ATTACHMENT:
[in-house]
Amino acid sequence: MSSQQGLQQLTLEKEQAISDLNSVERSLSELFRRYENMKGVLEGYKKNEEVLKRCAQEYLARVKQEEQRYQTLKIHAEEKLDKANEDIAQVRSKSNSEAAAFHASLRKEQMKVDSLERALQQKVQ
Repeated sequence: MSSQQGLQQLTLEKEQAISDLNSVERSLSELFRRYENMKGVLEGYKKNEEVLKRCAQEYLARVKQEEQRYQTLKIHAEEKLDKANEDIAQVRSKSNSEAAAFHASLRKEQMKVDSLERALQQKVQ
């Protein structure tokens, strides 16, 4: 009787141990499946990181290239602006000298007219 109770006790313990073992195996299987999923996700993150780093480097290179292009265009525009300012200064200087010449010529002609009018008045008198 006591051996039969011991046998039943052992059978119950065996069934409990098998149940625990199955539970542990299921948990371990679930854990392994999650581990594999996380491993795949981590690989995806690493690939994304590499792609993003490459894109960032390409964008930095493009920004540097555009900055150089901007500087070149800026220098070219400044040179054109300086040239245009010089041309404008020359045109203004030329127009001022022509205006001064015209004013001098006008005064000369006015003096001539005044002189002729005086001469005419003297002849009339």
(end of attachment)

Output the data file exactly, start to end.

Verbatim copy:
[in-house]
Amino acid sequence: MSSQQGLQQLTLEKEQAISDLNSVERSLSELFRRYENMKGVLEGYKKNEEVLKRCAQEYLARVKQEEQRYQTLKIHAEEKLDKANEDIAQVRSKSNSEAAAFHASLRKEQMKVDSLERALQQKVQ
Repeated sequence: MSSQQGLQQLTLEKEQAISDLNSVERSLSELFRRYENMKGVLEGYKKNEEVLKRCAQEYLARVKQEEQRYQTLKIHAEEKLDKANEDIAQVRSKSNSEAAAFHASLRKEQMKVDSLERALQQKVQ
């Protein structure tokens, strides 16, 4: 009787141990499946990181290239602006000298007219 109770006790313990073992195996299987999923996700993150780093480097290179292009265009525009300012200064200087010449010529002609009018008045008198 006591051996039969011991046998039943052992059978119950065996069934409990098998149940625990199955539970542990299921948990371990679930854990392994999650581990594999996380491993795949981590690989995806690493690939994304590499792609993003490459894109960032390409964008930095493009920004540097555009900055150089901007500087070149800026220098070219400044040179054109300086040239245009010089041309404008020359045109203004030329127009001022022509205006001064015209004013001098006008005064000369006015003096001539005044002189002729005086001469005419003297002849009339």